Wednesday, January 19, 2011

Follow My Donorschoose Projects

I just got another project fully funded through  Within two days, my request was posted live, fully funded by a single anonymous donor, and ordered and shipped.  A new laptop is on its way to my classroom.

My goal is to build a "lab" one laptop at a time for my classroom, since the State of Arizona doesn't seem overly concerned about my students using 21st Century tools to become better writers.  Luckily, some folks are.

The link to my teacher page is:

Friend Hikes Trail of Tears. Hike of a Lifetime!

Our friend Ron Cooper, married to a dear old friend Kristal, is currently hiking the trail of tears.  He has been planning this hike for years, and has a website and blog:

He discusses his experiences better than I would, so check it out!  He is getting quite a bit of press, it seems.

May he find plenty of Angels along the trail!

Friday, January 14, 2011

Thoughts and Impressions after Together We Thrive and Obama in Tucson

This will not be a coherent essay with a well-conceived thread of imagery from beginning to end, or a story with a moral, or have any literary merits whatsoever.  I am still processing the experiences of the week, and just wanted to give myself a venue to capture some experiences, feelings and observations.  I may tinker with this entry later, or add another entry to capture some of my other impressions of the week.

First of all, on Saturday, January 8, I filmed this video right about two hours after Jared Lee Loughner shot up a Safeway in Northwest Tucson, near where my grandparents used to live, a Safeway where I have shopped many times:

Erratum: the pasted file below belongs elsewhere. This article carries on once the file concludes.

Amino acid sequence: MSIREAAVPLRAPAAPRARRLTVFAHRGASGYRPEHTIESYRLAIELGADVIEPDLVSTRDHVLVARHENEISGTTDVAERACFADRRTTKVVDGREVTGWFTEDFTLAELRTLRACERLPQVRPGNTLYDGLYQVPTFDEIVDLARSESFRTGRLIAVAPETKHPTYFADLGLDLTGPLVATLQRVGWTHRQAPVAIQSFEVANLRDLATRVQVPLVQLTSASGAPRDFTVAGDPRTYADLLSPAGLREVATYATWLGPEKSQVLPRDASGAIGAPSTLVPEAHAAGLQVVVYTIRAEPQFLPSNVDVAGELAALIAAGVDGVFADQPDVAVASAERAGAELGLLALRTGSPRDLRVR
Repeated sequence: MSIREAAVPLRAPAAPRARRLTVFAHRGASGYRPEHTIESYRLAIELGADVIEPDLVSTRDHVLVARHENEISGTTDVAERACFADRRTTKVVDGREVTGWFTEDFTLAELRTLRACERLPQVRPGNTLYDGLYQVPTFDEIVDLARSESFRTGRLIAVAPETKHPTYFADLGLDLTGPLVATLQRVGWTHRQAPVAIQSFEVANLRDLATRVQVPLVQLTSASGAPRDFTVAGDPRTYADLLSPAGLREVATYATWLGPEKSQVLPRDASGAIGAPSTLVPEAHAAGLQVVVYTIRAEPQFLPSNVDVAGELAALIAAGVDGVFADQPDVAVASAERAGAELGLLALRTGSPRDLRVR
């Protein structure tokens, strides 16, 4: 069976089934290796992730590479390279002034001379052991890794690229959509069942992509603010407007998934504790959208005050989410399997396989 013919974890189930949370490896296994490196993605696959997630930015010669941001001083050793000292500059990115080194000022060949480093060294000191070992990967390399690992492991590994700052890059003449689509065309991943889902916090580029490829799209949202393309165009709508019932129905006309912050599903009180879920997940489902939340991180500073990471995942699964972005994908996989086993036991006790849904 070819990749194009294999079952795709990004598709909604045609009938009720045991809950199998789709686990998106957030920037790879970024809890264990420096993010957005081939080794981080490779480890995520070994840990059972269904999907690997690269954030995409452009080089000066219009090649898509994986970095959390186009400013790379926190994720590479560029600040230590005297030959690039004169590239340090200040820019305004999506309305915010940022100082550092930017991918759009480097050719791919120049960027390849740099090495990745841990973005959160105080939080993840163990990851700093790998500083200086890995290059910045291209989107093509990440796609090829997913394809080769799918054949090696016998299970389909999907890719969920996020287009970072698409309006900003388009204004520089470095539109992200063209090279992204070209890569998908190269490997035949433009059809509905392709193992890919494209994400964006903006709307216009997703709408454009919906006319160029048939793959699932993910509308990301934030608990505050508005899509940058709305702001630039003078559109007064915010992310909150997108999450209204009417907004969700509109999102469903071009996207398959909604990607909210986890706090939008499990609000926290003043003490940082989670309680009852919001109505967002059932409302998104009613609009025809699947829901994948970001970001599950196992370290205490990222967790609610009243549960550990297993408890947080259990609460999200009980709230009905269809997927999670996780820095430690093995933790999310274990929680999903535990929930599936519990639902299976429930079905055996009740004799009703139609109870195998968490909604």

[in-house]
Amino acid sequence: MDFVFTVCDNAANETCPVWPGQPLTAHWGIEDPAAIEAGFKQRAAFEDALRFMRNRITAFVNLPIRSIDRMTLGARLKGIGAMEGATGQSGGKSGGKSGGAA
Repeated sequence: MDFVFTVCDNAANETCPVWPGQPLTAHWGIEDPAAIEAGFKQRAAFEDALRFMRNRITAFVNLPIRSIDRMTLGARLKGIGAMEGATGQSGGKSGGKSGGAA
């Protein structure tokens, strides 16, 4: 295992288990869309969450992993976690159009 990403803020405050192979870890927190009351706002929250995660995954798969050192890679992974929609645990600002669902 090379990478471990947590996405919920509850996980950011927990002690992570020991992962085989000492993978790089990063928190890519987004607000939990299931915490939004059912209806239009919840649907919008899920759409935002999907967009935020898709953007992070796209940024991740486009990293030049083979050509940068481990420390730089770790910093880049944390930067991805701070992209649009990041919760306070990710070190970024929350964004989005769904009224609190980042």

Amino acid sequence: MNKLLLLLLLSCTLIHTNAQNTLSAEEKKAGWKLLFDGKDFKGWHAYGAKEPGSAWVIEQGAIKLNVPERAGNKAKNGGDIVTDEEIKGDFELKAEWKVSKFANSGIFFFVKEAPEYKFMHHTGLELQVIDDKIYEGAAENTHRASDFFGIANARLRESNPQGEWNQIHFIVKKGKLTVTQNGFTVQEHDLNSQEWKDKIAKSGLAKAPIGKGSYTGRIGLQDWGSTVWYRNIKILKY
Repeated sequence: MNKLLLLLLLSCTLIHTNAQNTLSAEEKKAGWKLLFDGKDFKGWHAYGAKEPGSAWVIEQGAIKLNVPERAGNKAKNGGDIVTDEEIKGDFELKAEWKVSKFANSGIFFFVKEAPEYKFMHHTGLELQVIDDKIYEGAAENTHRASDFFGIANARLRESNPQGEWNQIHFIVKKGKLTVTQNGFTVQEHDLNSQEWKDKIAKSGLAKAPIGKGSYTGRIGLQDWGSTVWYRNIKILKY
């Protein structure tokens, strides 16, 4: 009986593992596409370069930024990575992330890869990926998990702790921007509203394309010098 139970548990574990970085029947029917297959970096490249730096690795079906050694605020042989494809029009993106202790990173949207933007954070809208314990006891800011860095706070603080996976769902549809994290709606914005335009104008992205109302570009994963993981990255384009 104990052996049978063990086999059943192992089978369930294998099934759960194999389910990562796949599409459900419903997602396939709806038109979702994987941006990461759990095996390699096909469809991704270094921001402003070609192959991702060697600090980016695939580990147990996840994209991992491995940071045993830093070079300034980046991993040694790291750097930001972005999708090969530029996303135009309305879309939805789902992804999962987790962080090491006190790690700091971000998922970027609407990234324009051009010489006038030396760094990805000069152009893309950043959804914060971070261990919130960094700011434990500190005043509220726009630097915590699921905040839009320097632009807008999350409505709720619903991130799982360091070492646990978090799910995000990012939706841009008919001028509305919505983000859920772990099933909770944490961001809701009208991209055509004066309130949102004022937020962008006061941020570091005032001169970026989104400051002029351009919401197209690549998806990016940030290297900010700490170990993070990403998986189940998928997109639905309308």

I figure this was about the time Gabrielle Giffords would have been in the middle of brain surgery that appears to have saved her life.

We had taken the kids up to Mount Lemmon for a snow play day.  We parked at the gate of Marshall Gulch Road, closed for the season, and walked and slid down the quiet, snowy road through the pines.  Several other families were out to explore the snow, with babies and children, some with full winter gear, others simply layered up, sledding on, I kid you not, traffic cones, or homemade sleds made from aluminum trailer siding ("Don't let another man define your fun!" the father advised us.  Well-put.)
We at Tucson High heard on Wednesday that Westboro Baptist Church was planning on picketing our school.  These are the people who picket soldier's funerals and hold signs saying that the dead soldier is rotting in hell because the United States supports homosexuals.  They are hateful.  They were planning also on picketing the local funerals of Christina Taylor-Green and federal judge John Roll, who were killed in the shooting on Saturday.  Tucson High has a very open LGBTQ community of students on campus.  But to me it was clear that the WBC was simply riding the coattails of the media attention to Tucson in general, and to TUSD's Ethnic Studies program in particular. However, trying to make sense of these people's reasoning is futile.